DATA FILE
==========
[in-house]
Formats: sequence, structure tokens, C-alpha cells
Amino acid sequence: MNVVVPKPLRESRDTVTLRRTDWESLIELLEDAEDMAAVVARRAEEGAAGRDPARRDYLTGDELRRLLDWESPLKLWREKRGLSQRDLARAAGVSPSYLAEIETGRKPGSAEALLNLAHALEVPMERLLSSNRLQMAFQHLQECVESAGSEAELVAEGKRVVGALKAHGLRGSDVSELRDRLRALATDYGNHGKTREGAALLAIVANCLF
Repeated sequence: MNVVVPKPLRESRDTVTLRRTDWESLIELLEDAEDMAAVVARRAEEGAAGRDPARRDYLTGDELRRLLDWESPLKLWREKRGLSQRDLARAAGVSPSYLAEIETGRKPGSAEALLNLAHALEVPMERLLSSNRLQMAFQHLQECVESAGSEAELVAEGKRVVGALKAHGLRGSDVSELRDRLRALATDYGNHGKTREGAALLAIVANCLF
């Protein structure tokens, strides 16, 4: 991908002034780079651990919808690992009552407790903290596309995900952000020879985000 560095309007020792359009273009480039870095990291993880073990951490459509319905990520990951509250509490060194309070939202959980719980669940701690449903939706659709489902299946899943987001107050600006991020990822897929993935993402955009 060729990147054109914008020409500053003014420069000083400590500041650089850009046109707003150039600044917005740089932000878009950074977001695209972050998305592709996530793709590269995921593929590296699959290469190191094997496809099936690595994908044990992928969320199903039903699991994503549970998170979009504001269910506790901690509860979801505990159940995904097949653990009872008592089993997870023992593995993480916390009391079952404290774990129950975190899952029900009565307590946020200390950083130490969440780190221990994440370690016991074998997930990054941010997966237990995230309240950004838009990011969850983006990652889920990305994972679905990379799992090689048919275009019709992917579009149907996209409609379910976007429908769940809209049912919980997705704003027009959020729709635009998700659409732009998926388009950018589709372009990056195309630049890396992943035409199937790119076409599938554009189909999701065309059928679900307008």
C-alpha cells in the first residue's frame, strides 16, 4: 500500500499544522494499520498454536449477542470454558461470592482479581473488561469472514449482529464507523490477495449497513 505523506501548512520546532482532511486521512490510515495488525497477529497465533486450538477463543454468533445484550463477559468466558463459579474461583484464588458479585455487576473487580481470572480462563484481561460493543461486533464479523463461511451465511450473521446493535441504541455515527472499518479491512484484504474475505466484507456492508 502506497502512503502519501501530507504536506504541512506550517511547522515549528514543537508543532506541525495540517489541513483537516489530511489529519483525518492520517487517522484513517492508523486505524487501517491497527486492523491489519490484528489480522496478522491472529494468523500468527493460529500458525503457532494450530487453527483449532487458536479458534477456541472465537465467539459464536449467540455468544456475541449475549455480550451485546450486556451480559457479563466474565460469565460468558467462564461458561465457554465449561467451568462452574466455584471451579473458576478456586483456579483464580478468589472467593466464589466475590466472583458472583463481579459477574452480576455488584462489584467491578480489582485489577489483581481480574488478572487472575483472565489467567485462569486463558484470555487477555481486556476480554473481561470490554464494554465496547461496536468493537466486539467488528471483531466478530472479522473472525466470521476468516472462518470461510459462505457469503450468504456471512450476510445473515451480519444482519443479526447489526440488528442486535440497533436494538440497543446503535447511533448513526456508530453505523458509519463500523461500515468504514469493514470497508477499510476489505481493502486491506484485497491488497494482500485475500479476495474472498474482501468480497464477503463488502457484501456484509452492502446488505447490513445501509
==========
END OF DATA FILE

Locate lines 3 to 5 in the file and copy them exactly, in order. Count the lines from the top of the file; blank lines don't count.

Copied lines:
Amino acid sequence: MNVVVPKPLRESRDTVTLRRTDWESLIELLEDAEDMAAVVARRAEEGAAGRDPARRDYLTGDELRRLLDWESPLKLWREKRGLSQRDLARAAGVSPSYLAEIETGRKPGSAEALLNLAHALEVPMERLLSSNRLQMAFQHLQECVESAGSEAELVAEGKRVVGALKAHGLRGSDVSELRDRLRALATDYGNHGKTREGAALLAIVANCLF
Repeated sequence: MNVVVPKPLRESRDTVTLRRTDWESLIELLEDAEDMAAVVARRAEEGAAGRDPARRDYLTGDELRRLLDWESPLKLWREKRGLSQRDLARAAGVSPSYLAEIETGRKPGSAEALLNLAHALEVPMERLLSSNRLQMAFQHLQECVESAGSEAELVAEGKRVVGALKAHGLRGSDVSELRDRLRALATDYGNHGKTREGAALLAIVANCLF
């Protein structure tokens, strides 16, 4: 991908002034780079651990919808690992009552407790903290596309995900952000020879985000 560095309007020792359009273009480039870095990291993880073990951490459509319905990520990951509250509490060194309070939202959980719980669940701690449903939706659709489902299946899943987001107050600006991020990822897929993935993402955009 060729990147054109914008020409500053003014420069000083400590500041650089850009046109707003150039600044917005740089932000878009950074977001695209972050998305592709996530793709590269995921593929590296699959290469190191094997496809099936690595994908044990992928969320199903039903699991994503549970998170979009504001269910506790901690509860979801505990159940995904097949653990009872008592089993997870023992593995993480916390009391079952404290774990129950975190899952029900009565307590946020200390950083130490969440780190221990994440370690016991074998997930990054941010997966237990995230309240950004838009990011969850983006990652889920990305994972679905990379799992090689048919275009019709992917579009149907996209409609379910976007429908769940809209049912919980997705704003027009959020729709635009998700659409732009998926388009950018589709372009990056195309630049890396992943035409199937790119076409599938554009189909999701065309059928679900307008």